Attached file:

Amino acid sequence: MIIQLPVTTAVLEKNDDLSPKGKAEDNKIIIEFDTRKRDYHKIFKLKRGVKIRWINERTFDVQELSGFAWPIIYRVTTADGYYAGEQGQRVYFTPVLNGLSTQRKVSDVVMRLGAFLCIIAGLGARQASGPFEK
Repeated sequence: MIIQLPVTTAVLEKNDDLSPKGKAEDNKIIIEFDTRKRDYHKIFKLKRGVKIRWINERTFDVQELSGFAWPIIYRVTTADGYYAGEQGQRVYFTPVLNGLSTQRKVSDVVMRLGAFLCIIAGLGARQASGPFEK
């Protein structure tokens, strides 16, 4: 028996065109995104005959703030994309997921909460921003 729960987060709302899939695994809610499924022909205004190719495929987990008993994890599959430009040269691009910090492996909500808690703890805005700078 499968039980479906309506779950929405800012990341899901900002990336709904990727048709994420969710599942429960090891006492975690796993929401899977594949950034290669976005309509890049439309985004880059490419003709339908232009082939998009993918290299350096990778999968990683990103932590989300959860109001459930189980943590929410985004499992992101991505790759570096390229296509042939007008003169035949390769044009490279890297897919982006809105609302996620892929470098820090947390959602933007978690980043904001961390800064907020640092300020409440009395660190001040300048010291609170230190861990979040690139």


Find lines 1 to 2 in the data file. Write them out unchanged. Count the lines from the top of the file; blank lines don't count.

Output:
Amino acid sequence: MIIQLPVTTAVLEKNDDLSPKGKAEDNKIIIEFDTRKRDYHKIFKLKRGVKIRWINERTFDVQELSGFAWPIIYRVTTADGYYAGEQGQRVYFTPVLNGLSTQRKVSDVVMRLGAFLCIIAGLGARQASGPFEK
Repeated sequence: MIIQLPVTTAVLEKNDDLSPKGKAEDNKIIIEFDTRKRDYHKIFKLKRGVKIRWINERTFDVQELSGFAWPIIYRVTTADGYYAGEQGQRVYFTPVLNGLSTQRKVSDVVMRLGAFLCIIAGLGARQASGPFEK